Three Taubman College Faculty Receive U-M XR Innovation Grants

Arash Adel, Laida Aguirre, and Matias del Campo, all members of Taubman College’s architecture faculty, are among the latest recipients of XR Innovation grants from U-M’s Center for Academic Innovation.

The Center’s second round of XR Innovation project grants specifically target faculty who would use a commercially available XR authoring platform to create content for their courses. The goal with this round of funding is to create more content creation capacity, since one of the big barriers to bringing XR technologies to teaching and learning is the availability of applicable content and the ability to quickly create relevant content.

About the projects from Taubman College:

Bridge the Gap Between Digital Design and Physical Construction in Architecture Education with XR

Arash Adel, assistant professor 

The architecture discipline has adopted three-dimensional (3D) modeling to design and visualize architectural projects. However, beyond the use of digital fabrication technologies, it has failed at advancing the conventional means and methods (e.g., two-dimensional drawings) used in transferring digital design information to the physical construction process. This disciplinary gap is deeply ingrained into architecture education. Students are primarily trained on 3D modeling and representation of buildings, while the gap between the digital world and its physical counterpart has remained in place. The critical challenge is the visualization of spatial information to teach fabrication processes and guide students step by step to construct physical artifacts. Recent research projects have discovered that mixed reality (MR) technologies effectively augment the spatial information required for the fabrication of architectural structures. Furthermore, augmented reality (AR) techniques have been used on construction sites by architecture firms, such as SHoP Architects, and proven to offer advantages over traditional methods. Building upon these investigations, this proposal focuses on MR’s (and AR’s) capabilities as effective tools in augmenting the spatial information obtained from 3D models, especially when used to teach the fabrication and construction of scaled or full-scale physical counterparts of the digitally designed artifacts. This is a unique challenge that may only be addressed using MR/AR technologies. Moreover, MR/AR technologies can be integrated into teaching digital fabrication techniques (e.g., robotic fabrication processes) or used in combination with these techniques to further advance architecture education.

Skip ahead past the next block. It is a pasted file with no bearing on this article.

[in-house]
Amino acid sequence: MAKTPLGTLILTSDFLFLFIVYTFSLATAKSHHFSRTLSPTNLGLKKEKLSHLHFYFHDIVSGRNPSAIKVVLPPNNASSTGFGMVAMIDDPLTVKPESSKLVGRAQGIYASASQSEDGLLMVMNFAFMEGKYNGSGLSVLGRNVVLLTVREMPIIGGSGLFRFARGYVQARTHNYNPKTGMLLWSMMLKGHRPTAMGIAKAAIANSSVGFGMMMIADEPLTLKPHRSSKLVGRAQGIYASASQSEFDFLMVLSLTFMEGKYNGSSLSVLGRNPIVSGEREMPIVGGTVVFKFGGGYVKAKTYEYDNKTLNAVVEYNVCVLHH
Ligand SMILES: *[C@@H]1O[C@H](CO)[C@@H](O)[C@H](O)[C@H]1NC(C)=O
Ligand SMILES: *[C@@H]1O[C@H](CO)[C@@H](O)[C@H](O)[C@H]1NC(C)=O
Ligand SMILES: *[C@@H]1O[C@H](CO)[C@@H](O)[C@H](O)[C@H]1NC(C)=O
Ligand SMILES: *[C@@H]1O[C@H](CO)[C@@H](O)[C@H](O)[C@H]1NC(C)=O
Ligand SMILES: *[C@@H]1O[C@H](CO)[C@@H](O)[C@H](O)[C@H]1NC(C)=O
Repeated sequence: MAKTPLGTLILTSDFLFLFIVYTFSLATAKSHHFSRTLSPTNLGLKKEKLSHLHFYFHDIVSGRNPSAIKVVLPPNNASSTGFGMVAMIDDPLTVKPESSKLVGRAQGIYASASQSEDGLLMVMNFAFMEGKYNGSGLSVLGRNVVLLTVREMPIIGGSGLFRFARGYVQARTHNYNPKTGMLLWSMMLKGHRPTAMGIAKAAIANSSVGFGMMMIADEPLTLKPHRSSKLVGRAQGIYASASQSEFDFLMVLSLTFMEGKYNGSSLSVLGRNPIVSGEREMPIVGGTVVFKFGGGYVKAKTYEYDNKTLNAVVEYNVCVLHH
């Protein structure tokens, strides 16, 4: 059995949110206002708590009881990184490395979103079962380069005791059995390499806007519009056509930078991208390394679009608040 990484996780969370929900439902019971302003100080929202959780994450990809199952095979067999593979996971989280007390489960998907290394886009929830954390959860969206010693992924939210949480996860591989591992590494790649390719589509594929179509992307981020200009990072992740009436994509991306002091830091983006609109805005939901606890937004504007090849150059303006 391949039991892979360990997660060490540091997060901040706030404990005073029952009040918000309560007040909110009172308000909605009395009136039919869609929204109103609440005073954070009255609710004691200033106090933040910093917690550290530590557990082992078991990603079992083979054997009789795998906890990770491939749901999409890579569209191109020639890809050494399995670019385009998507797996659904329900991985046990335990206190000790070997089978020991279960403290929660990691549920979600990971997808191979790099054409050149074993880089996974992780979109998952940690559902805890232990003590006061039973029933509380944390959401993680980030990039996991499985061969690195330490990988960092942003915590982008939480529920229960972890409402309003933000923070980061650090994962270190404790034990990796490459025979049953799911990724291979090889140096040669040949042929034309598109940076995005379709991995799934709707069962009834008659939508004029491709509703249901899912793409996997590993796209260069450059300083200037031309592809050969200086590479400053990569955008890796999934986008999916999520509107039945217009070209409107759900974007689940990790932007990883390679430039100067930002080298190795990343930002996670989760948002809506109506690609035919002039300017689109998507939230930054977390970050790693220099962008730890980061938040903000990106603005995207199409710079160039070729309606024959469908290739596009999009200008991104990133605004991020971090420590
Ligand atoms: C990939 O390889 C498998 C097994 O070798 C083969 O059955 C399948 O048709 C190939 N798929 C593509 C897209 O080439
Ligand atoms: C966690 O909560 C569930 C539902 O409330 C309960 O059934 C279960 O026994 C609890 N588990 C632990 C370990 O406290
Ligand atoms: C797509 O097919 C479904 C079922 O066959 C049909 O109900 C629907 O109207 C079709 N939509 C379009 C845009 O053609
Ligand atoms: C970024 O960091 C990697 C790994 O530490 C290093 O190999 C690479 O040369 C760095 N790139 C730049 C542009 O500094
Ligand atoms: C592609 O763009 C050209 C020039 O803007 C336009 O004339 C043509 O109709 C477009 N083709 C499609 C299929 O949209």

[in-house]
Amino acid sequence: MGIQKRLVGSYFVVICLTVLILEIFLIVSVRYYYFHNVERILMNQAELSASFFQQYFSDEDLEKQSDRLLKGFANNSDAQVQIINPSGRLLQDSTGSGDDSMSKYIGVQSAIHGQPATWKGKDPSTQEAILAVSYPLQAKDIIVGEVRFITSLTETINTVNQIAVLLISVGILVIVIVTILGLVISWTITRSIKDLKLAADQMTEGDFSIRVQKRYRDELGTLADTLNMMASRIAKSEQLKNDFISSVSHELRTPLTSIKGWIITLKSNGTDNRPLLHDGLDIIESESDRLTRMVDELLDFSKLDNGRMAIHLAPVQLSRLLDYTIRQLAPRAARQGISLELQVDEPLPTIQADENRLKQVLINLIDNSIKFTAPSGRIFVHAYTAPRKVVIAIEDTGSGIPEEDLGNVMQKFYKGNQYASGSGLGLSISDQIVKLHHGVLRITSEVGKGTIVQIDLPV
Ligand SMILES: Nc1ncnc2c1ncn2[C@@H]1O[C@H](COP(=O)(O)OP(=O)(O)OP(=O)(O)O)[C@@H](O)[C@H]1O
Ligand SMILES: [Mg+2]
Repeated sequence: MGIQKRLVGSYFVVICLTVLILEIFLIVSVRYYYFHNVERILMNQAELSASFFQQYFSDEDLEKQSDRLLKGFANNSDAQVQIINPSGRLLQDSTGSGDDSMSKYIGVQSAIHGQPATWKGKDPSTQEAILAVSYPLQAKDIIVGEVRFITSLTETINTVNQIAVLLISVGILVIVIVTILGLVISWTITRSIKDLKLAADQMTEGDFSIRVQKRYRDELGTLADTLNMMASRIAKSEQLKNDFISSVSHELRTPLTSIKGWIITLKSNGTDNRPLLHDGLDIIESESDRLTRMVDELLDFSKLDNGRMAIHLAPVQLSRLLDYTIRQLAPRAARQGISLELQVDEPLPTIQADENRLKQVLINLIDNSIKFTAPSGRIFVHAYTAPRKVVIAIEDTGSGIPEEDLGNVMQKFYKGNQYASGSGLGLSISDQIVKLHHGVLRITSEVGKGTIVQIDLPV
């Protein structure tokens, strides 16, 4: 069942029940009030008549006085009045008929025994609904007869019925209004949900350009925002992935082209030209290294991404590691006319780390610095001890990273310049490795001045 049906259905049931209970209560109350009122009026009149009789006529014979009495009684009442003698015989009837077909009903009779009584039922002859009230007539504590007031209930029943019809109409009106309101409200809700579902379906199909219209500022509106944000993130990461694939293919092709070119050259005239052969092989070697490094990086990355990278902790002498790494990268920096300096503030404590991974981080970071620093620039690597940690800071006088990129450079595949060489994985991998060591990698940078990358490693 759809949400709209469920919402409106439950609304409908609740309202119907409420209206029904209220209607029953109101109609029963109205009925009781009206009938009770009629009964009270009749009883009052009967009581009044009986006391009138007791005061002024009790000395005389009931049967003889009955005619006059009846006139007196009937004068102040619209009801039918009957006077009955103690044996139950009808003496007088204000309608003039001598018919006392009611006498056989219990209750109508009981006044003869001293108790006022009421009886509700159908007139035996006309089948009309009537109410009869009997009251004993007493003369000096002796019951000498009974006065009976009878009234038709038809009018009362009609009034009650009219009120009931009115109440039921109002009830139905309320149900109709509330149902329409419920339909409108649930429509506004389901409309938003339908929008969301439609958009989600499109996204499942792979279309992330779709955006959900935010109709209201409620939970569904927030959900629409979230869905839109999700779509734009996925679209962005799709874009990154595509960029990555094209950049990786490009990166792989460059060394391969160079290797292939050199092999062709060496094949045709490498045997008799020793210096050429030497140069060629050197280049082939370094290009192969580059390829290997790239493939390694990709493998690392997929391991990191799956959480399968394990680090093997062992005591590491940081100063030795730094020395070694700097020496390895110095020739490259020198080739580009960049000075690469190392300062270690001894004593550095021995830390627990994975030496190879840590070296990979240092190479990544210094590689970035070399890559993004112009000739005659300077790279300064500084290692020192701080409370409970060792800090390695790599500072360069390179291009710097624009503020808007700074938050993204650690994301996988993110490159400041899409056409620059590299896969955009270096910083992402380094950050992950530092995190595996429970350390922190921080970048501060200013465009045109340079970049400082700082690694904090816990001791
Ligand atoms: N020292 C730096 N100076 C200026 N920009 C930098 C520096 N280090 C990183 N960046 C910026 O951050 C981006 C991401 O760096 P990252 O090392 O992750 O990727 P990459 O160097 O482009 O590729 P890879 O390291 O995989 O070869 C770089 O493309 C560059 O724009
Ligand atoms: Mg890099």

Immersive material

Laida Aguirre, assistant professor

“Immersive material” focuses on communicating the qualitative aspects of the architectural experience through XR. Thinking scenographically and with the intention of expanding architecture’s audience, this project will use XR for its ability to bridge student work to audiences outside of the discipline by making accurate visualizations of the textural and material qualities of the built environments they create. Draped, coarse, shiny… the project focuses on translating texture and effect with specificity in order to open up the methods of architectural communication from opaque drawings and complex notations to the material and the intuitive, in doing so, broadening public access into an otherwise internal discourse. In addition, “Immersive material” makes the argument that if we can accurately create digital architectural experiences, we can bypass the need for creating physical ones, thus avoiding the environmental consequences of extraction based temporary architectural environments.

Fully 3D

Matias del Campo, associate professor

Architecture has a strong tradition in Studio Culture. Studio Culture pertains to the space in which students and faculty interact in the development of a project. The studio space has an almost mythical reputation in the education of an architect. It is the space where ideas are forged, discussed with peers and professors and executed as plans, sections and models. It is a place that defines the identity of the studio work and provides the stage for the critical interrogation of the respective designs. This very physical space has been challenged by the ongoing COVID-19 crisis. “Fully 3D” seeks to provide a possibility for an in-depth interrogation  of projects within a studio setting by providing a three-dimensional discussion space that allows students and faculty alike to explore architectural solutions in a  three-dimensional space. The combination of an online tool and  augmented reality allows to discuss architectural projects with an additional layer of information beyond the flatness provided by Zoom reviews and similar  linear, two-dimensional methods of representation.

Adel, Aguirre, and del Campo are among 13 projects from across the university that received funding. Others are from the College of Literature, Science, and the Arts; the College of Engineering; the School of Nursing; the School for Environment and Sustainability; the School of Social Work; and the Medical School. “We see so many areas that XR can enhance teaching and learning and believe that it is important to plant as many seeds as we can across different programs to foster innovation and community,” said Jeremy Nelson, director of the XR Initiative.

Jonathan Rule, an assistant professor of practice at Taubman College, received one of the Center’s inaugural XR grants in 2020. Read more about his work here.

Learn more about the 2021 XR Initiative grants here.